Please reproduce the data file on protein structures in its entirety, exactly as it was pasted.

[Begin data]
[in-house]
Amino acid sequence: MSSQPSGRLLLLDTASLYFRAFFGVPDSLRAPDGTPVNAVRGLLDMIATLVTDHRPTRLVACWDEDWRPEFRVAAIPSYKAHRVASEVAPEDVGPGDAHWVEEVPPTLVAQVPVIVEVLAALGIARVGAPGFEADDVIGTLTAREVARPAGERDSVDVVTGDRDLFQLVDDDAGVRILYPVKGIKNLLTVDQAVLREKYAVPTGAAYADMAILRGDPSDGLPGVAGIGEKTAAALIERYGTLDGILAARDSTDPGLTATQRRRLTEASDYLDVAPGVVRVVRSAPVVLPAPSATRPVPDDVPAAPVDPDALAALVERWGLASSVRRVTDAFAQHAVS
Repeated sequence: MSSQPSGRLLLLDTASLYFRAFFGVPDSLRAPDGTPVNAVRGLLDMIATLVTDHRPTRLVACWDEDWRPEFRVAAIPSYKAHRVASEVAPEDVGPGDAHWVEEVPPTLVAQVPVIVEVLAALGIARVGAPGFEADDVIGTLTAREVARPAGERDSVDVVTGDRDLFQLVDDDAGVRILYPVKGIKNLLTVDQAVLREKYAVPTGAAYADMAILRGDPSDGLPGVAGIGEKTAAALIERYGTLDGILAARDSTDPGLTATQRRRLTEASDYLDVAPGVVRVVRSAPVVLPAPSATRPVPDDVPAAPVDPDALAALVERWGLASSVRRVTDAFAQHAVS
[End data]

[in-house]
Amino acid sequence: MSSQPSGRLLLLDTASLYFRAFFGVPDSLRAPDGTPVNAVRGLLDMIATLVTDHRPTRLVACWDEDWRPEFRVAAIPSYKAHRVASEVAPEDVGPGDAHWVEEVPPTLVAQVPVIVEVLAALGIARVGAPGFEADDVIGTLTAREVARPAGERDSVDVVTGDRDLFQLVDDDAGVRILYPVKGIKNLLTVDQAVLREKYAVPTGAAYADMAILRGDPSDGLPGVAGIGEKTAAALIERYGTLDGILAARDSTDPGLTATQRRRLTEASDYLDVAPGVVRVVRSAPVVLPAPSATRPVPDDVPAAPVDPDALAALVERWGLASSVRRVTDAFAQHAVS
Repeated sequence: MSSQPSGRLLLLDTASLYFRAFFGVPDSLRAPDGTPVNAVRGLLDMIATLVTDHRPTRLVACWDEDWRPEFRVAAIPSYKAHRVASEVAPEDVGPGDAHWVEEVPPTLVAQVPVIVEVLAALGIARVGAPGFEADDVIGTLTAREVARPAGERDSVDVVTGDRDLFQLVDDDAGVRILYPVKGIKNLLTVDQAVLREKYAVPTGAAYADMAILRGDPSDGLPGVAGIGEKTAAALIERYGTLDGILAARDSTDPGLTATQRRRLTEASDYLDVAPGVVRVVRSAPVVLPAPSATRPVPDDVPAAPVDPDALAALVERWGLASSVRRVTDAFAQHAVS